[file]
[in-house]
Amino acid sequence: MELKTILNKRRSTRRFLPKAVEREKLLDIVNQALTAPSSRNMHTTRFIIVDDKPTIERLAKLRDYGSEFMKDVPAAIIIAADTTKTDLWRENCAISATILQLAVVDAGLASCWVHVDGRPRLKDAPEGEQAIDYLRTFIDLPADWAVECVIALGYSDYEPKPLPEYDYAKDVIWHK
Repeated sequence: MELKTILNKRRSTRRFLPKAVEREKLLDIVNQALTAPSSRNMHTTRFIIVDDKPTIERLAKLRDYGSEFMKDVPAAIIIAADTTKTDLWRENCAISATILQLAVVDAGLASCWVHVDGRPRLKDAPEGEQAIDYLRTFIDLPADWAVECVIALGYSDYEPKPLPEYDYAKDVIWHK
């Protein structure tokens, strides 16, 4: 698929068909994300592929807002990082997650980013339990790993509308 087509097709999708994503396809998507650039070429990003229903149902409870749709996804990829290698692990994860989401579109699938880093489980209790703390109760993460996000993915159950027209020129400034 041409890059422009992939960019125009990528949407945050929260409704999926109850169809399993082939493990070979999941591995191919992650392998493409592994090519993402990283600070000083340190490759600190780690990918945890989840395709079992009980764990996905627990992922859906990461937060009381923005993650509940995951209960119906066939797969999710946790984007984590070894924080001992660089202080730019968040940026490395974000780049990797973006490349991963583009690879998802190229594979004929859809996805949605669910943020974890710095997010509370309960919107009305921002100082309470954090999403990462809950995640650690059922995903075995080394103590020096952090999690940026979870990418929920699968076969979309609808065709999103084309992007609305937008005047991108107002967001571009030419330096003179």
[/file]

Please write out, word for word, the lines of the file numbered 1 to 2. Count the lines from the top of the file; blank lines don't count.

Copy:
[in-house]
Amino acid sequence: MELKTILNKRRSTRRFLPKAVEREKLLDIVNQALTAPSSRNMHTTRFIIVDDKPTIERLAKLRDYGSEFMKDVPAAIIIAADTTKTDLWRENCAISATILQLAVVDAGLASCWVHVDGRPRLKDAPEGEQAIDYLRTFIDLPADWAVECVIALGYSDYEPKPLPEYDYAKDVIWHK